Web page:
I am a child of the west. I am a free individual who believes in liberty, happiness and self-determination. As such, I have the right to say fuck, ass, shit, piss, cunt, twat, gobshite and any other crass and vulgar term I choose to use.

Taking it away means the end of the free world as we know it. It is the death of the Glorious West.

8/5/06 07:18 pm - The vagaries of CEGEP

The CEGEP system in Quebec is based on the quixotic idea that, while full-blown University can prepare the White Collars of tomorrow to fulfill their dreams, it is far too trying a crucible for those students with... Somewhat less lofty ambitions. There is a certain dedication of mind and spirit required by the University environment which many students, fresh out of the day-care framework of the high-school, do not possess, nor could (or should) some of them even be asked to comprehend it. CEGEP is the transitional process; while you are granted all the freedom of mind and - more importantly - body that you would expect at the very pinnacle of academia, the teaching staff is much more hands on and there remain certain constraints (such as mandatory PE) which smack of that same day-care framework which has hitherto been, of course, the vernacular of kindergarten, gradeschool and high-school.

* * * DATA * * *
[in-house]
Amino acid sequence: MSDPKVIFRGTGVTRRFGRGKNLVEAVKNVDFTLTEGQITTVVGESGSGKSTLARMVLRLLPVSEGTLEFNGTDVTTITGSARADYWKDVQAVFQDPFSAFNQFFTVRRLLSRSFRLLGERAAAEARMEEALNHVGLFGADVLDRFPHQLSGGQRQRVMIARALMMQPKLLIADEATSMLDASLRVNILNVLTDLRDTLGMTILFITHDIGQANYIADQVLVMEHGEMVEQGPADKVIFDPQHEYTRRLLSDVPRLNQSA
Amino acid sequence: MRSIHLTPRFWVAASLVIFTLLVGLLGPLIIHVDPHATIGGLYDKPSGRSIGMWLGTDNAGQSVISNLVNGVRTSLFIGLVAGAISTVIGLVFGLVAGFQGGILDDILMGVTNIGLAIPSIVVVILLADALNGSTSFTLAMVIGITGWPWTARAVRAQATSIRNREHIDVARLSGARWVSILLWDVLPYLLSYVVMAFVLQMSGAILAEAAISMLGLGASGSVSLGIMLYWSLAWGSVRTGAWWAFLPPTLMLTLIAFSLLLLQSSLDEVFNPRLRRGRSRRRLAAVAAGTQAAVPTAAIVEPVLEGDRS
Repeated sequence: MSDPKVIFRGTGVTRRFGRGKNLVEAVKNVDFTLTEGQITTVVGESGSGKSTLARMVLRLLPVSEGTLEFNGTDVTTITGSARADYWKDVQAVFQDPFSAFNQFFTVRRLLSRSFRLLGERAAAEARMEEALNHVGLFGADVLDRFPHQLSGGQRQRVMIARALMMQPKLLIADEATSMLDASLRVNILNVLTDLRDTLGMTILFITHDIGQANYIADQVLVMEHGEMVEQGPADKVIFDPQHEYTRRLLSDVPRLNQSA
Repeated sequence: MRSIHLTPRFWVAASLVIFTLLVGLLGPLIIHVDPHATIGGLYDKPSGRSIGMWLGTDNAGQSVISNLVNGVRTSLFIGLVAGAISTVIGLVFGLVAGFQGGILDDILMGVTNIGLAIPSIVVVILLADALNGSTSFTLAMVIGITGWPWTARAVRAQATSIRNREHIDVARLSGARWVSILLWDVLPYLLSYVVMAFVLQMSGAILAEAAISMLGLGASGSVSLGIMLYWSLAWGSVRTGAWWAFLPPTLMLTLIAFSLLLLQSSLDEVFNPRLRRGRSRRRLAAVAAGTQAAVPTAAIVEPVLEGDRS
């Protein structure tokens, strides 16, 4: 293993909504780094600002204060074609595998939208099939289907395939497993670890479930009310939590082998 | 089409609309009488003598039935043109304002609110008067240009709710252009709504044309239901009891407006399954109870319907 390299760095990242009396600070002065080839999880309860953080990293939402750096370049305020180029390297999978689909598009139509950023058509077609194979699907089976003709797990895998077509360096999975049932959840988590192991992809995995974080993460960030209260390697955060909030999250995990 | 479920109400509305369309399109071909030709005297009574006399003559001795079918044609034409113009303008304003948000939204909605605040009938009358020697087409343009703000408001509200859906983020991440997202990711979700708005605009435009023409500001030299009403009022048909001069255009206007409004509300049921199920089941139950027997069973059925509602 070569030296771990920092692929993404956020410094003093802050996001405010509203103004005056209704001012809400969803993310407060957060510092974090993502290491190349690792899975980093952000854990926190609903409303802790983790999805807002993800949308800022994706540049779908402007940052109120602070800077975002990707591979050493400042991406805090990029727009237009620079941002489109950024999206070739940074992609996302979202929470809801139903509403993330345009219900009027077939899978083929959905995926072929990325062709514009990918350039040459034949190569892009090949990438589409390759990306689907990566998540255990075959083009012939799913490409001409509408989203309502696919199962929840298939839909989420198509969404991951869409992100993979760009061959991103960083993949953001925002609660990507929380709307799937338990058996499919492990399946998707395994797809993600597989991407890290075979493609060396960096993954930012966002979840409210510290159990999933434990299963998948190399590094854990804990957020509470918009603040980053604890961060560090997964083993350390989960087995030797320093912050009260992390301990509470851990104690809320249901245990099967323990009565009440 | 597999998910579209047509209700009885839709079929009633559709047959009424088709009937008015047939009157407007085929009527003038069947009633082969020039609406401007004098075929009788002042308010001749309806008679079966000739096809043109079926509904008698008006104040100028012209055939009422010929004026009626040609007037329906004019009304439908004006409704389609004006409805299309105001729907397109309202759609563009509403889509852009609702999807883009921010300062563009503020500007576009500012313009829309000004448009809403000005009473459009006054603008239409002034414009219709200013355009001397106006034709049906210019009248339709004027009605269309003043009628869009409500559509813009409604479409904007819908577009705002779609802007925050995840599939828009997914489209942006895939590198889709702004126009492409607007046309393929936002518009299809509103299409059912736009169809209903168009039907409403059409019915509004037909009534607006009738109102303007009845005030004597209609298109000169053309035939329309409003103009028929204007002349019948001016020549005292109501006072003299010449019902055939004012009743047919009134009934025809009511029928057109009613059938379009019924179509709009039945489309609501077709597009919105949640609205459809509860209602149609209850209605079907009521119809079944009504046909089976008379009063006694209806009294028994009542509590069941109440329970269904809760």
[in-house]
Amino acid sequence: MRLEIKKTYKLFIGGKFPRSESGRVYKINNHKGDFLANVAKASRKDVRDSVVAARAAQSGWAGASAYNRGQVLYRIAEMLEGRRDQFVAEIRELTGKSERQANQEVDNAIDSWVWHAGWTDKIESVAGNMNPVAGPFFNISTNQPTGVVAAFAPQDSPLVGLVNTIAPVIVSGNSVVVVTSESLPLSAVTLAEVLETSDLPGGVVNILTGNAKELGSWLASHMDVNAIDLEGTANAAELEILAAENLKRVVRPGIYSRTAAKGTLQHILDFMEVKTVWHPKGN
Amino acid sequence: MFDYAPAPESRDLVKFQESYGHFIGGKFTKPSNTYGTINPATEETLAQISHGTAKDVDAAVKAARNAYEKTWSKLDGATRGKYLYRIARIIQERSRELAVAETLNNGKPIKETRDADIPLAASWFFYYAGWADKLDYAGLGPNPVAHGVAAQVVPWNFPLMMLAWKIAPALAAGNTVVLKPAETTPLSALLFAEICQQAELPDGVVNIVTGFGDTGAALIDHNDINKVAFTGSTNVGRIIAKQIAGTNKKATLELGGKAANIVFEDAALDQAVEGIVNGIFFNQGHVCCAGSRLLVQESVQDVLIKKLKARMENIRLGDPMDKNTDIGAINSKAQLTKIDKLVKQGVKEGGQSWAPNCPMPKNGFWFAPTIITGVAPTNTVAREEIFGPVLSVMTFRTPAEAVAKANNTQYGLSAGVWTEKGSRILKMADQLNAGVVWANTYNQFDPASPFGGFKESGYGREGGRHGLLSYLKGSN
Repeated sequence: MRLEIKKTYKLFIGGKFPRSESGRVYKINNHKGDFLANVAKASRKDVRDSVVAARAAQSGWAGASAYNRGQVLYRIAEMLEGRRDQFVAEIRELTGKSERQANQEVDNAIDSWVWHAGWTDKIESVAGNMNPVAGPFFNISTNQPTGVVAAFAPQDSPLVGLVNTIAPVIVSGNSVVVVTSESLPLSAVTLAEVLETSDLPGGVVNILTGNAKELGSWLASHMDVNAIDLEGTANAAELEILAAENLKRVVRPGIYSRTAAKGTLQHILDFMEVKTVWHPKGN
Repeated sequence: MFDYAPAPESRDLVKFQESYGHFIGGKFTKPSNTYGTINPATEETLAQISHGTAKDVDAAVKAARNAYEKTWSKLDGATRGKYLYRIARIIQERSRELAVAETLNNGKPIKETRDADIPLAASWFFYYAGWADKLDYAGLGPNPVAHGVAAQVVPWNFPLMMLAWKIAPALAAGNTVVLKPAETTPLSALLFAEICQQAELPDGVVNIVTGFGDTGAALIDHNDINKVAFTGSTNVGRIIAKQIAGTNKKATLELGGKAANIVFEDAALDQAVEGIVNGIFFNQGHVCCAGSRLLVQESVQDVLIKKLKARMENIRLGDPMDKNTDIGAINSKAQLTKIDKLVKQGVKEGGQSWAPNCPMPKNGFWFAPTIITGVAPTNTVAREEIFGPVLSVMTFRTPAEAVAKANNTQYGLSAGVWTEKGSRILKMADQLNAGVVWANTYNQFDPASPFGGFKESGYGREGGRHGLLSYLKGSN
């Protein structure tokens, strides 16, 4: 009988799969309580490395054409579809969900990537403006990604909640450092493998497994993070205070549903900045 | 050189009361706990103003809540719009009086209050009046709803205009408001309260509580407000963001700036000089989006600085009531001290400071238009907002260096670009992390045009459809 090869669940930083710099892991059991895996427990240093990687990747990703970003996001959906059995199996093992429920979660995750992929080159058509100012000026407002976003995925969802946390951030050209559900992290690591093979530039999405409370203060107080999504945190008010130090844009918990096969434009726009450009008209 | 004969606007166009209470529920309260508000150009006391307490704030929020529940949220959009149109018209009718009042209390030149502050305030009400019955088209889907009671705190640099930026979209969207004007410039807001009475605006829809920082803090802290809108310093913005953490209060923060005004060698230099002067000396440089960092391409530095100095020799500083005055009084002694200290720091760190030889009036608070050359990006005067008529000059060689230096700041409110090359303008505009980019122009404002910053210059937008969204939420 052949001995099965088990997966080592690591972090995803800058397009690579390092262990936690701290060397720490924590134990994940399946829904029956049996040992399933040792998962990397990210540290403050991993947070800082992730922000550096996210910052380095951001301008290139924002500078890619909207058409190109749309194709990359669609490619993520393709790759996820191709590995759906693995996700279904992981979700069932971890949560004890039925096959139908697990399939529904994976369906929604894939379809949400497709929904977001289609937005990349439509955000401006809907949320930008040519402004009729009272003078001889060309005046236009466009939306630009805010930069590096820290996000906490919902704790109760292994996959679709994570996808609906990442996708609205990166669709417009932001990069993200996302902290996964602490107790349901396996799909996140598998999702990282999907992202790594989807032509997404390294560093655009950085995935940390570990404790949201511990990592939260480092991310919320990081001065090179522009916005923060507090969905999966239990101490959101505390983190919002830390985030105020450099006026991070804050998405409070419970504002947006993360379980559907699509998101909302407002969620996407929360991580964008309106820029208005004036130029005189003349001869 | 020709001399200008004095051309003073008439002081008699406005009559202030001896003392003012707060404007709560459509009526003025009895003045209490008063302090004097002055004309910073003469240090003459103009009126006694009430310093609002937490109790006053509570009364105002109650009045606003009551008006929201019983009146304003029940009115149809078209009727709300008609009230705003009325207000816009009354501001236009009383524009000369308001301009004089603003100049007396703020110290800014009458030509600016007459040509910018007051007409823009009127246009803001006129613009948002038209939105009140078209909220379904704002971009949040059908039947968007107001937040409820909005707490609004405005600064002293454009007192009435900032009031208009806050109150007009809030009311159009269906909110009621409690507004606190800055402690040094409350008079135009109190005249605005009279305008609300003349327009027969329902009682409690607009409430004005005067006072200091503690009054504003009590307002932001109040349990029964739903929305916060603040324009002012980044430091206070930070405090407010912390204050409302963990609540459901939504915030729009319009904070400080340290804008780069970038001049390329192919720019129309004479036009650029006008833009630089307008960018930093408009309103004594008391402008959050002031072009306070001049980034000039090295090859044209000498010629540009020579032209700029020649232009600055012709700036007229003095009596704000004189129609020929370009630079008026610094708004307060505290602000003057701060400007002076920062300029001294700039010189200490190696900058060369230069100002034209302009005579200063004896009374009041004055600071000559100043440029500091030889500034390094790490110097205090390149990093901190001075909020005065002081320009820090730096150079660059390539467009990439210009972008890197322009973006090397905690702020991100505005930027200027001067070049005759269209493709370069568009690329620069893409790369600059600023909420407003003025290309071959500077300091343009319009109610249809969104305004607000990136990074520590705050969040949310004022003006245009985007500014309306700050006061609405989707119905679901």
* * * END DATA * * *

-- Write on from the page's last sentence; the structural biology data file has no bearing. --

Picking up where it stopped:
While the ideas that govern which classes are mandatory (language laws, health initiatives, etc.) are indeed quite laudable, to demand that a student devote time and energy into a "higher-education" which does not interest him is intellectually barbaric. If, for example, a student is following technical training in electronics, why ask that he also jump through hoops to master literature and a "minimum level of physical fitness and health awareness"? I know from first hand experience how difficult the electronics classes on their own can be, to add an element of discouraging tedium to that environment is wrong.

Beyond this, the CEGEP system, and the laws associated to it, pose a far greater problem. The imposition of the system on students, some of whom are not interested, acts as a barrier preventing them from attaining the halls of academia that may just hold for them the knowledge that would excite or even spark their passion for learning and self-improvement. Entire careers are halted by the minimum delays and mandatory cegep terms which prevent very intelligent students from access to an education which is their right.